The editors of America magazine, a Catholic publication, reached out to Secular Pro-Life to help America's readers understand the non-religious case against abortion. Our resulting op-ed can be found here.

Friday, October 20, 2017

To those who have conceived while using birth control


The pro-life movement is based around those of us who accept that life begins at conception, a scientific fact having nothing to do with religion. Within that movement of those who come to that agreement, there are many differences, on demographics, religious and political preferences, and lifestyle choices such as whether to engage in sexual activity and to use birth control. It’s a benefit to our movement, as our differences make us diverse.

That means that there are pro-lifers who have sex, not just for the means of procreation, and so they use birth control. As with all lifestyle choices, it’s helpful, necessary even for all people to educate themselves about the benefits, risks, and side effects of various methods.

Ultimately though, the decision to use birth control (or not) and what kind, is between the couple engaging in the sexual activity. That’s something I’ve always stuck to for myself, not wanting to let anyone make that decision for me and my partner. It hasn’t changed despite who wants me to go on the birth control pill, for whatever reasons. I simply prefer condoms, and again, that’s nobody’s decision to make except for me and my partner.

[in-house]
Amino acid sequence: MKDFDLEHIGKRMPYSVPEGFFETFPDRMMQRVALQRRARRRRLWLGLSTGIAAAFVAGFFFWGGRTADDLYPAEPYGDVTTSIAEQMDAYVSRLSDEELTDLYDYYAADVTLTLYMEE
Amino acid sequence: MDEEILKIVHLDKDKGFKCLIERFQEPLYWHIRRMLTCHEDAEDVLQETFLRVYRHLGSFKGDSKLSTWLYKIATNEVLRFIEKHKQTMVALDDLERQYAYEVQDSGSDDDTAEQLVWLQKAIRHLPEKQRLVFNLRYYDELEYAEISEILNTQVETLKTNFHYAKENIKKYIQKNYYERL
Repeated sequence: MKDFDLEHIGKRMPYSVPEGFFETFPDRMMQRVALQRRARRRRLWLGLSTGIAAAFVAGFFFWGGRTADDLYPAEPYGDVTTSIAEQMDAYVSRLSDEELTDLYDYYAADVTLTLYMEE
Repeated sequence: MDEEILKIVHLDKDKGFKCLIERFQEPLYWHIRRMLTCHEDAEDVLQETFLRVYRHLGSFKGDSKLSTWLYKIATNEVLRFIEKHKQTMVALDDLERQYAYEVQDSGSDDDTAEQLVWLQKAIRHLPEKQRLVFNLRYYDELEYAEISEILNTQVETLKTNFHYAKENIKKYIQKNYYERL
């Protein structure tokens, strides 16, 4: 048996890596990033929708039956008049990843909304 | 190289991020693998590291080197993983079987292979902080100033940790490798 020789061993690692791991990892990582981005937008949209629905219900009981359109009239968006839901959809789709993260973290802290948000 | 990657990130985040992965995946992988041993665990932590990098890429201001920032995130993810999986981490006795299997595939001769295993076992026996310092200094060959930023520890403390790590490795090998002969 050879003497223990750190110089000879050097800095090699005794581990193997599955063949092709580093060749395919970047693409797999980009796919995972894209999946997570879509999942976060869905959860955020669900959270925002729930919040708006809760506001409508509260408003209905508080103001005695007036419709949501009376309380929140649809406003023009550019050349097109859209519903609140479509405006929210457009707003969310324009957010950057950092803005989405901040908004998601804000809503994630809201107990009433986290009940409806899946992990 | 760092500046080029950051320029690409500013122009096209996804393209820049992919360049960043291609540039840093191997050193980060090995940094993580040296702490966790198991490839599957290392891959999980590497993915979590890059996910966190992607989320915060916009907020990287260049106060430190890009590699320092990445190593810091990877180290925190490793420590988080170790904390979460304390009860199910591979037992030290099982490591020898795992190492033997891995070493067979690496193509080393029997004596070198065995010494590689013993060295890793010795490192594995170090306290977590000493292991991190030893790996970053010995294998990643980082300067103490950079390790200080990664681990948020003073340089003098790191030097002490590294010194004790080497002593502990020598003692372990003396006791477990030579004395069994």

In my life experience, I’ve also come to realize that what kind of sexual activity two consenting adults engage in, in private, is truly their own business.

There are various birth control methods, with some more accurate and foolproof than others. Abstinence, however, is the only 100 percent way to ensure pregnancy does not occur. No other method is perfect, and so even still, it’s possible for pregnancy to occur. Even when we take on personal responsibility and acknowledge that, it’s still hard to keep in mind as much as we ought to.

Getting pregnant while using birth control has something amazing to it. The odds of a child actually being conceived often occur against great odds, and even greater odds when birth control is used. Some might consider it a miracle.

Even if one is to consider consenting to sex as consenting to the possibility of pregnancy, the pregnancy is still an unplanned one in such a case. I can tell you that questions will be asked, not just those which come from yourself, but as others find out. There is bound to be some whispering, wondering, and assuming.